Two techies at Microsoft’s research lab have developed software which can automatically generate a musical backing track to anything sung at it.
MySong allows “creative but musically untrained individuals [to] get a taste of song writing and music creation,” according to co-creator Dan Morris.
The software first generates a file containing the sequence of sung notes using pitch tracking, and then computes a suitable musical backing using “chord probability computation”.
The algorithm has been trained to recognise fragments of melody and chords that may work well with that, after having analysed around 300 rock, pop, country, and jazz songs. Various aspects of the accompaniment can be tweaked, such as how happy or sad it sounds, how many jazz chords are used, and so on.
It’s never going to produce a polished song, but it can provide a framework for budding songwriters (or even experienced ones who just want to generate a few instant ideas to set the creative juices flowing) to hear something in real time.
Morris says that the algorithms used aren’t particularly demanding, and there’s the possibility of the software finding its way onto mobile phones. However, Microsoft hasn’t yet decided when or if to market this to a wider audience.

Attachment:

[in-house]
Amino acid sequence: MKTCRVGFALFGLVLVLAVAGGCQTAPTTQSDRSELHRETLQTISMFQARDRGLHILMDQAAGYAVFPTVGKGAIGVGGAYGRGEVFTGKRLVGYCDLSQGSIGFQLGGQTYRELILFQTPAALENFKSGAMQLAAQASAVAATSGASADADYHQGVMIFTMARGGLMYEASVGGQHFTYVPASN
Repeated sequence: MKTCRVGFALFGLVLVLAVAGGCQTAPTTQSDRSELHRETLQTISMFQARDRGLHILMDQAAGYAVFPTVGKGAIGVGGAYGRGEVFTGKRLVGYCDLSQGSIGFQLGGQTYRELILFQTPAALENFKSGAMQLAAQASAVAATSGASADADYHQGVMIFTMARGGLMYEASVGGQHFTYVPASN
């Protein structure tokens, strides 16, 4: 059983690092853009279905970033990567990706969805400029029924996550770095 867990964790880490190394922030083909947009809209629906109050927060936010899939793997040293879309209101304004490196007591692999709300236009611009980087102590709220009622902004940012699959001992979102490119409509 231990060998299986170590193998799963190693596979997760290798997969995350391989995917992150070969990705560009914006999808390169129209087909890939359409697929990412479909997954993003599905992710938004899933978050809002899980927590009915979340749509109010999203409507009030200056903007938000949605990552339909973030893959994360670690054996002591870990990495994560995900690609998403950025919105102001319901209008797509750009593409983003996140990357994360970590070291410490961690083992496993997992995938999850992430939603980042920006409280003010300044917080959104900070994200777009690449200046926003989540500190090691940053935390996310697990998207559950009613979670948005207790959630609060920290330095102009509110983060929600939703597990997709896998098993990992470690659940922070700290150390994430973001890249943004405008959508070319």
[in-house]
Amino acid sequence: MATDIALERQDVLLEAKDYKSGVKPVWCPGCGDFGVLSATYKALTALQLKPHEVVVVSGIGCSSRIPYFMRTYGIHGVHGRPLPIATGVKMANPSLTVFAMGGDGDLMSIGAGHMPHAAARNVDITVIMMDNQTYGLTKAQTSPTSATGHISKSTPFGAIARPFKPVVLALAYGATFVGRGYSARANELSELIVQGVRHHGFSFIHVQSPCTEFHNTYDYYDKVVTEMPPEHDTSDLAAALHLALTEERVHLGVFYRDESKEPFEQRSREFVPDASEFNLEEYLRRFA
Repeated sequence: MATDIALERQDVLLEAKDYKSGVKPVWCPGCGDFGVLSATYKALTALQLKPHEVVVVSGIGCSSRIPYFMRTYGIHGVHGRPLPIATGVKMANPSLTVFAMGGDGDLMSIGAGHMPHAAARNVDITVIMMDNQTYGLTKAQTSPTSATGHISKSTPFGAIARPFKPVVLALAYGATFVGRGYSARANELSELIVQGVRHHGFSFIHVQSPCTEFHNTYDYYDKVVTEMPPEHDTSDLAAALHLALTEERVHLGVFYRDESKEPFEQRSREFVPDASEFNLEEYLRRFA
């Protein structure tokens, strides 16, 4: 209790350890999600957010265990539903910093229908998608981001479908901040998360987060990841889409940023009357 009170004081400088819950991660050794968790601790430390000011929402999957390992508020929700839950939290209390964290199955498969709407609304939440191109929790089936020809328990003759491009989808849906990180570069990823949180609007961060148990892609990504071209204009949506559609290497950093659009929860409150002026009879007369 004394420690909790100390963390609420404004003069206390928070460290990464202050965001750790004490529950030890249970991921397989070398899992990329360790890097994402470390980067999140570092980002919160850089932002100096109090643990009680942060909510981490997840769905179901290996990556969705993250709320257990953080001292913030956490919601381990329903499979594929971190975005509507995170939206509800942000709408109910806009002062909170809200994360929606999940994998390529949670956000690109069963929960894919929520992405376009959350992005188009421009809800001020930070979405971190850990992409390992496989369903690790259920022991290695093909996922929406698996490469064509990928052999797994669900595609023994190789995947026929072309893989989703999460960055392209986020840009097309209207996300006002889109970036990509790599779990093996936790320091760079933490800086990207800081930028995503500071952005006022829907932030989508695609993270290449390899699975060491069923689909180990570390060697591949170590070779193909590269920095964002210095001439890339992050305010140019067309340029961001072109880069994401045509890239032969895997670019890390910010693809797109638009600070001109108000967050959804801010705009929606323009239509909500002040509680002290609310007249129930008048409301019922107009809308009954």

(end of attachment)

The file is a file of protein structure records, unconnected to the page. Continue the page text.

There’s a great video, too, featuring Connor:
“Hi, I’m Connor and I really want to write a song for my girlfriend for her birthday, but I don’t play any instruments. Fortunately, I just found MySong, and now I’m a brilliant songwriter…”
“Hi, it’s Connor again. My girlfriend just dumped me, now I want my love song to be a break-up song, but thanks to MySong, I don’t even have to create a new song…”
(fiddles with controls, changing “happy” to “sad”)
And marvel at the jingle for “Bob’s deli”.
Read more about the technology and watch a demo video here.
(Via New Scientist)